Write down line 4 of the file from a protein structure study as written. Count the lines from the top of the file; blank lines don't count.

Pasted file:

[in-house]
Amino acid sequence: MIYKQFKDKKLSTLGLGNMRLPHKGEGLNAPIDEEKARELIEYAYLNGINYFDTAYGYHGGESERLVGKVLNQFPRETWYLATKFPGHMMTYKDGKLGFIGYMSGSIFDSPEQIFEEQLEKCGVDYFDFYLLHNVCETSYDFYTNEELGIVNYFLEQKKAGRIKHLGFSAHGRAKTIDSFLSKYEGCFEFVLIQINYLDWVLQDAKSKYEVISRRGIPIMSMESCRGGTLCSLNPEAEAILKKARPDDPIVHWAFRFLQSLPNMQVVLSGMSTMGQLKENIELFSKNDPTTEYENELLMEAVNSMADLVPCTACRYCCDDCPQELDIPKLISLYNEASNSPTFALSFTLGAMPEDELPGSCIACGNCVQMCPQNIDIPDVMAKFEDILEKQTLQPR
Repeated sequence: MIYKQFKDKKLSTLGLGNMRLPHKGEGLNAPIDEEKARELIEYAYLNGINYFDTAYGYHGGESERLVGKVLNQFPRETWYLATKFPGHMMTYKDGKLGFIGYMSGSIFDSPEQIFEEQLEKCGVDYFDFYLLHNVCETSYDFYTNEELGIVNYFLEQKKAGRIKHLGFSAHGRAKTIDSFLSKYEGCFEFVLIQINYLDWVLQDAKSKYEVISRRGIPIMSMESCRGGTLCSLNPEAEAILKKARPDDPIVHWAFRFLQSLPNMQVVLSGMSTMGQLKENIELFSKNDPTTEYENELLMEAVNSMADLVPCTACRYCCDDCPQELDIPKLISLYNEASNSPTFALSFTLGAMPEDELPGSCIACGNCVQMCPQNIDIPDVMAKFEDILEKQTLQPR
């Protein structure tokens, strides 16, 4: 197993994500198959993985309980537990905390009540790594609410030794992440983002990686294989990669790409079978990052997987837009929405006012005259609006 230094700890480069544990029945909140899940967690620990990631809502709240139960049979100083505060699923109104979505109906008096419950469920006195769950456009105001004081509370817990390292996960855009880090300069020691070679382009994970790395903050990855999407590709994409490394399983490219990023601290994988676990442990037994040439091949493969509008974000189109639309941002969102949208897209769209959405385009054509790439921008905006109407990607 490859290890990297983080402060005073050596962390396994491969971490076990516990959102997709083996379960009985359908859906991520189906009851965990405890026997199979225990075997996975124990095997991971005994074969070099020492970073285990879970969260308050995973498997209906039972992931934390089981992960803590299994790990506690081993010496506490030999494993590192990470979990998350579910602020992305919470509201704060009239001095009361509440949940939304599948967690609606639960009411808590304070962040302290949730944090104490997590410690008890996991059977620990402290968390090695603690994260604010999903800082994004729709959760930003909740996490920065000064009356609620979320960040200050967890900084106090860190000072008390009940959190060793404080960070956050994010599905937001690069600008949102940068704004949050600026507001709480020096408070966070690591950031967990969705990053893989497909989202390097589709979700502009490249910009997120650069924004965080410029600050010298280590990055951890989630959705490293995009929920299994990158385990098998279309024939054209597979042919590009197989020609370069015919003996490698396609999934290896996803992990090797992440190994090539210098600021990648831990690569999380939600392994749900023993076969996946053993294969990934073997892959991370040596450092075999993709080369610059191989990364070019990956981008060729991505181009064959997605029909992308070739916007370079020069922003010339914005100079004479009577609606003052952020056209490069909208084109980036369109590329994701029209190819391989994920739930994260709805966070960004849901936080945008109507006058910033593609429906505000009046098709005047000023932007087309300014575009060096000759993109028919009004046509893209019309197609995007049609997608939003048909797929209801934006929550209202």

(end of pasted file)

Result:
């Protein structure tokens, strides 16, 4: 197993994500198959993985309980537990905390009540790594609410030794992440983002990686294989990669790409079978990052997987837009929405006012005259609006 230094700890480069544990029945909140899940967690620990990631809502709240139960049979100083505060699923109104979505109906008096419950469920006195769950456009105001004081509370817990390292996960855009880090300069020691070679382009994970790395903050990855999407590709994409490394399983490219990023601290994988676990442990037994040439091949493969509008974000189109639309941002969102949208897209769209959405385009054509790439921008905006109407990607 490859290890990297983080402060005073050596962390396994491969971490076990516990959102997709083996379960009985359908859906991520189906009851965990405890026997199979225990075997996975124990095997991971005994074969070099020492970073285990879970969260308050995973498997209906039972992931934390089981992960803590299994790990506690081993010496506490030999494993590192990470979990998350579910602020992305919470509201704060009239001095009361509440949940939304599948967690609606639960009411808590304070962040302290949730944090104490997590410690008890996991059977620990402290968390090695603690994260604010999903800082994004729709959760930003909740996490920065000064009356609620979320960040200050967890900084106090860190000072008390009940959190060793404080960070956050994010599905937001690069600008949102940068704004949050600026507001709480020096408070966070690591950031967990969705990053893989497909989202390097589709979700502009490249910009997120650069924004965080410029600050010298280590990055951890989630959705490293995009929920299994990158385990098998279309024939054209597979042919590009197989020609370069015919003996490698396609999934290896996803992990090797992440190994090539210098600021990648831990690569999380939600392994749900023993076969996946053993294969990934073997892959991370040596450092075999993709080369610059191989990364070019990956981008060729991505181009064959997605029909992308070739916007370079020069922003010339914005100079004479009577609606003052952020056209490069909208084109980036369109590329994701029209190819391989994920739930994260709805966070960004849901936080945008109507006058910033593609429906505000009046098709005047000023932007087309300014575009060096000759993109028919009004046509893209019309197609995007049609997608939003048909797929209801934006929550209202």